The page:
In the publication of popular sheet music for stringed instruments of the banjo and ukulele type it is usual to give in addition to the musical notation, a series of symbols designating the chords. These symbols are cross lines representing the strings and the frets of the instrument, together with dots indicating the position of the fingers to produce the chords when played on the ukulele. As my improved instrument is intended to produce a full musical chord by the depressing of a single key, I am enabled to facilitate the playing of the instrument by marking these keys with the corresponding chord symbol. Thus the performer who is not skilled in reading music can play the instrument by the reading of these symbols and the manipulation of the corresponding keys. While the symbols used represent a ukulele chord, it is sometimes desirable to substitute a banjo chord which is different but equally harmonious. Instead, however, of substituting a different symbol for this banjo chord, the ukulele symbol is still retained, as this is the one which is printed on popular sheet music. The same is true of a guitar where the chords played differ from those of either the ukulele or banjo but can be substituted therefor without loss of harmony.
The number of distinct chords that can be produced on a stringed musical instrument is practically without limit. However, in
popular music there is not such a large number of chords generally used, and of those used certain chords occur much more frequently than others. I have therefore selected for my instrument such chords as are found in published popular music and have provided a sufficient number of keys for the playing. of these chords. I have also lim ited the number of necessary keys by selecting certain chords which may be used as substitutes for others without greatly modifying the character of the music. Thus my key board is selected to produce first, chords most frequently used, second,chords less frequently used but still occurring in popular music, third, substitute chords for chords sometimes occurring but which would, if individually produced, necessitate a larger number of keys thandesirable. I also preferably arrange this key board so that the most frequently used keys are in the most convenient position for operation.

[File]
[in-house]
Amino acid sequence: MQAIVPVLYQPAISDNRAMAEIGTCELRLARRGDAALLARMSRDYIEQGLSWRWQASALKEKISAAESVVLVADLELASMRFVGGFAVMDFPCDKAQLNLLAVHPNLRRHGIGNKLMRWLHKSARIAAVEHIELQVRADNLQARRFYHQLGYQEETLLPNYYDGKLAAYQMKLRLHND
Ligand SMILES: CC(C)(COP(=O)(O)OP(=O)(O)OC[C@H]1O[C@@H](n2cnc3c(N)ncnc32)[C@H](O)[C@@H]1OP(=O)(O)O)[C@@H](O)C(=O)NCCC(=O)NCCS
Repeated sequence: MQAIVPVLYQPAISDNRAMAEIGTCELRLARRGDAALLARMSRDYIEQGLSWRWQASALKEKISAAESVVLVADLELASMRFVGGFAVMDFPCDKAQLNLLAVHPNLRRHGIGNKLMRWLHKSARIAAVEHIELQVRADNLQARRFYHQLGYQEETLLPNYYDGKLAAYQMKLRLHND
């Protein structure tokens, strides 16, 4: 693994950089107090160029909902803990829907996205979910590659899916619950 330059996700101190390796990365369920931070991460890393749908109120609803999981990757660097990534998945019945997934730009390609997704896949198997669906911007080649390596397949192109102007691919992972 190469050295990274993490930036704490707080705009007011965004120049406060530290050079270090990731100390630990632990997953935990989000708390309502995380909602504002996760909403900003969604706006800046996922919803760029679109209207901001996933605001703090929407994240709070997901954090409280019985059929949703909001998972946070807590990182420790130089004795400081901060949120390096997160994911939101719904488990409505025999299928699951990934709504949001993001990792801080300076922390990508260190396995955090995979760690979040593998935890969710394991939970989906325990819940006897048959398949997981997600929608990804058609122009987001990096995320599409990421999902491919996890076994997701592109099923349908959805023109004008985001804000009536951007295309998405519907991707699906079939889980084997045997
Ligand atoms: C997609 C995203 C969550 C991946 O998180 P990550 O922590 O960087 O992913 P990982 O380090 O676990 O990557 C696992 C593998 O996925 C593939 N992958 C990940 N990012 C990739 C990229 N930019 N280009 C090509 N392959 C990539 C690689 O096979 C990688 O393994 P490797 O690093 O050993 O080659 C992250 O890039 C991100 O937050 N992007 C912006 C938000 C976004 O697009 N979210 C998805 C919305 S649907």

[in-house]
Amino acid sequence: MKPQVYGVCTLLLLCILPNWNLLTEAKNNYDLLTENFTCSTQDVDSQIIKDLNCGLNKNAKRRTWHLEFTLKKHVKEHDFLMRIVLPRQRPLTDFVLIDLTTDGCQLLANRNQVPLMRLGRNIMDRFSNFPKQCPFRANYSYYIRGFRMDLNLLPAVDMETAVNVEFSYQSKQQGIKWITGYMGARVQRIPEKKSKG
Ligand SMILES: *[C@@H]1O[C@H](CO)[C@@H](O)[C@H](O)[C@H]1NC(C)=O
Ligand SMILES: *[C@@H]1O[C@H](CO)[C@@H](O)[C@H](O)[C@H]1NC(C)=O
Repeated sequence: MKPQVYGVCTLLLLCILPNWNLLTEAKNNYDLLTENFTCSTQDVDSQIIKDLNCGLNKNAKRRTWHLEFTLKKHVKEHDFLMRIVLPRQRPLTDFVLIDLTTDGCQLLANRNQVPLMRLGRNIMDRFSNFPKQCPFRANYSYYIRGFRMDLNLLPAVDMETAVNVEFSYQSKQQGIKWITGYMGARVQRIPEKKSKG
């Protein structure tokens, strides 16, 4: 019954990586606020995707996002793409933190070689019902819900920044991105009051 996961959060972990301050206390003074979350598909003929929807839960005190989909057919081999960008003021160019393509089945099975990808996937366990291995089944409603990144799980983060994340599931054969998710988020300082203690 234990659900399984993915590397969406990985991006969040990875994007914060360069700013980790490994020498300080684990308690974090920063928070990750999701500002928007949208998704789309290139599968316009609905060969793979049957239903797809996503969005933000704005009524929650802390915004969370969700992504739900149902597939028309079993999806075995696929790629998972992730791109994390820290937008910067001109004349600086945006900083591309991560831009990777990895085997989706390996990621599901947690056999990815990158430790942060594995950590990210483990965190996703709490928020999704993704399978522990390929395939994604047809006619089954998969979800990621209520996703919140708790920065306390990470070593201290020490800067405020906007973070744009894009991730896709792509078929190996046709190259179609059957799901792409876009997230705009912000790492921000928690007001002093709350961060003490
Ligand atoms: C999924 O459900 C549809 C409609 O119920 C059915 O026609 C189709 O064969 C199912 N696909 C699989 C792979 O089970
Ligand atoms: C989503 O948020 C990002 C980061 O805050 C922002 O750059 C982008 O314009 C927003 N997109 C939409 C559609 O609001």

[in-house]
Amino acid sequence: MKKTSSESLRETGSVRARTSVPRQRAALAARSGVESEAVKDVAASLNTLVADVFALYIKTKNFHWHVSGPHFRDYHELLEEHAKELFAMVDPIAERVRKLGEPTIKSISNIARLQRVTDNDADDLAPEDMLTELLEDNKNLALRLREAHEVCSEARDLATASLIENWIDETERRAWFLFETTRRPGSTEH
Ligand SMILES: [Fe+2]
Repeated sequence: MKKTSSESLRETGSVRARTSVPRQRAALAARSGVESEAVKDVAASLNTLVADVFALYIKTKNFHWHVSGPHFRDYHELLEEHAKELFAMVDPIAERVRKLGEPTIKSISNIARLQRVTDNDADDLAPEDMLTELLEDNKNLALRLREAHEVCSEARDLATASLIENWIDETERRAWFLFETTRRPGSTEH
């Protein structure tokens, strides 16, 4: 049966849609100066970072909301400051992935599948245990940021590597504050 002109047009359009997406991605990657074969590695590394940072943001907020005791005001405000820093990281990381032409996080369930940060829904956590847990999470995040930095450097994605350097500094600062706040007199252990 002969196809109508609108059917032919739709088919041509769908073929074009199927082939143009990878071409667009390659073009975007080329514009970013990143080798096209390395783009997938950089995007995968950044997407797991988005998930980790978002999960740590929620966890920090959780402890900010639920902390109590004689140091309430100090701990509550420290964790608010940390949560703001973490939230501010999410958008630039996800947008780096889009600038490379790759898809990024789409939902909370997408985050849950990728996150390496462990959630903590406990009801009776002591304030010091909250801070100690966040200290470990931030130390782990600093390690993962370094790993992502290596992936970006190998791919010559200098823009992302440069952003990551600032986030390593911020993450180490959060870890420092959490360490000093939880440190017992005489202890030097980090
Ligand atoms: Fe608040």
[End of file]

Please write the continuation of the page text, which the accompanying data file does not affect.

The range of the instrument may be increased by different tunings of the strings, as for instance one tuning for music written for the ukulele, another tuning for banjo music, etc. I also find it desirable to shorten the length of the fret board from that used in a standard banjo so that the higher tuning'may be obtained without too great stressing of the strings.
As specifically illustrated, A is the head of a banjo and B the neck portion or what is usually termed the fret or finger board. As has been stated, I preferably reduce the length of this neck portion so as to have strings of shorter length than in the standard banjo, but longer than is used in the ukulele or mandolin. The length preferably used is twenty inches measured from the nut on the banjo neck to the string bridge. The portion of the neck which is adjacent to the ey head C is formed hollow beneath the fret board D to provide a chamber E for the mechanism operated by the keys F. Above the fret board and the strings passing over the same are arranged finger actuated keys F and a series of string depressing levers or contactors G, preferably a sufficient number of the latter to control all of the strings and adjacent to three separate frets. These three positions will be suflicient for the production of all of the chords essential to the instrument.
I have found from the analysis of popular music for instruments of this kind that a maximum of twenty-one keys will be sufiicient. In three different tunings of the strings these keys will produce a total of sixty-three chords which, by the use of certain substitutes will meet all requirements. I preferably arrange all of the keys in three parallel rows of seven each running longitudinally of the fret board or seven rows of three each extending transversely of the fret board. The chords which I have selected to be produced by these keys and the preferable arrangement of the keys are as follows: